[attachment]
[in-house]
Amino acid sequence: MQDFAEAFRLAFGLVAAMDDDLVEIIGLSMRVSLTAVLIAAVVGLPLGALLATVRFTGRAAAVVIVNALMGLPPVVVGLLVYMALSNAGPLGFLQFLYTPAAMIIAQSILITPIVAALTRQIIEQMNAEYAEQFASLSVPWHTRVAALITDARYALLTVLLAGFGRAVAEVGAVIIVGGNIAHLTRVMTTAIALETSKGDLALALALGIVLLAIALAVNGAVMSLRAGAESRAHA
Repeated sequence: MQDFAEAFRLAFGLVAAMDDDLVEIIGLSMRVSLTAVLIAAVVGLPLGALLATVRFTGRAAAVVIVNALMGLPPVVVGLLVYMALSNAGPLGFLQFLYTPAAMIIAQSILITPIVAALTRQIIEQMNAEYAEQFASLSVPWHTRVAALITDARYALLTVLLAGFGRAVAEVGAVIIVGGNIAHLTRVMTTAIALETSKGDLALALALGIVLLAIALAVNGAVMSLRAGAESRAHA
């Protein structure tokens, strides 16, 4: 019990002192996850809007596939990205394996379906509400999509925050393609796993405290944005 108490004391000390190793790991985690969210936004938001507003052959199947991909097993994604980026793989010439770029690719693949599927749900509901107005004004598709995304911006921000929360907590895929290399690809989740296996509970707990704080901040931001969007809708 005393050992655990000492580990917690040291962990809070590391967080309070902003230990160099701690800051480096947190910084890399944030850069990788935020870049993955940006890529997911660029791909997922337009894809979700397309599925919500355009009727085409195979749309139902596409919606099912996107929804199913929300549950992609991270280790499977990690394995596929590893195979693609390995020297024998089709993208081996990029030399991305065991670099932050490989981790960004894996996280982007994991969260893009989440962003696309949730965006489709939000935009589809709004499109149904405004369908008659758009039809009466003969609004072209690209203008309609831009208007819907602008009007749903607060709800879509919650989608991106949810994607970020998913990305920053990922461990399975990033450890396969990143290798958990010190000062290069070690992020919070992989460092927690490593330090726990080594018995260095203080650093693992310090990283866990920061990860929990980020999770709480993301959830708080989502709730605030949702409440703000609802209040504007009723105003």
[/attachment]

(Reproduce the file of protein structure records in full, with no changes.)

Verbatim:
[in-house]
Amino acid sequence: MQDFAEAFRLAFGLVAAMDDDLVEIIGLSMRVSLTAVLIAAVVGLPLGALLATVRFTGRAAAVVIVNALMGLPPVVVGLLVYMALSNAGPLGFLQFLYTPAAMIIAQSILITPIVAALTRQIIEQMNAEYAEQFASLSVPWHTRVAALITDARYALLTVLLAGFGRAVAEVGAVIIVGGNIAHLTRVMTTAIALETSKGDLALALALGIVLLAIALAVNGAVMSLRAGAESRAHA
Repeated sequence: MQDFAEAFRLAFGLVAAMDDDLVEIIGLSMRVSLTAVLIAAVVGLPLGALLATVRFTGRAAAVVIVNALMGLPPVVVGLLVYMALSNAGPLGFLQFLYTPAAMIIAQSILITPIVAALTRQIIEQMNAEYAEQFASLSVPWHTRVAALITDARYALLTVLLAGFGRAVAEVGAVIIVGGNIAHLTRVMTTAIALETSKGDLALALALGIVLLAIALAVNGAVMSLRAGAESRAHA
């Protein structure tokens, strides 16, 4: 019990002192996850809007596939990205394996379906509400999509925050393609796993405290944005 108490004391000390190793790991985690969210936004938001507003052959199947991909097993994604980026793989010439770029690719693949599927749900509901107005004004598709995304911006921000929360907590895929290399690809989740296996509970707990704080901040931001969007809708 005393050992655990000492580990917690040291962990809070590391967080309070902003230990160099701690800051480096947190910084890399944030850069990788935020870049993955940006890529997911660029791909997922337009894809979700397309599925919500355009009727085409195979749309139902596409919606099912996107929804199913929300549950992609991270280790499977990690394995596929590893195979693609390995020297024998089709993208081996990029030399991305065991670099932050490989981790960004894996996280982007994991969260893009989440962003696309949730965006489709939000935009589809709004499109149904405004369908008659758009039809009466003969609004072209690209203008309609831009208007819907602008009007749903607060709800879509919650989608991106949810994607970020998913990305920053990922461990399975990033450890396969990143290798958990010190000062290069070690992020919070992989460092927690490593330090726990080594018995260095203080650093693992310090990283866990920061990860929990980020999770709480993301959830708080989502709730605030949702409440703000609802209040504007009723105003």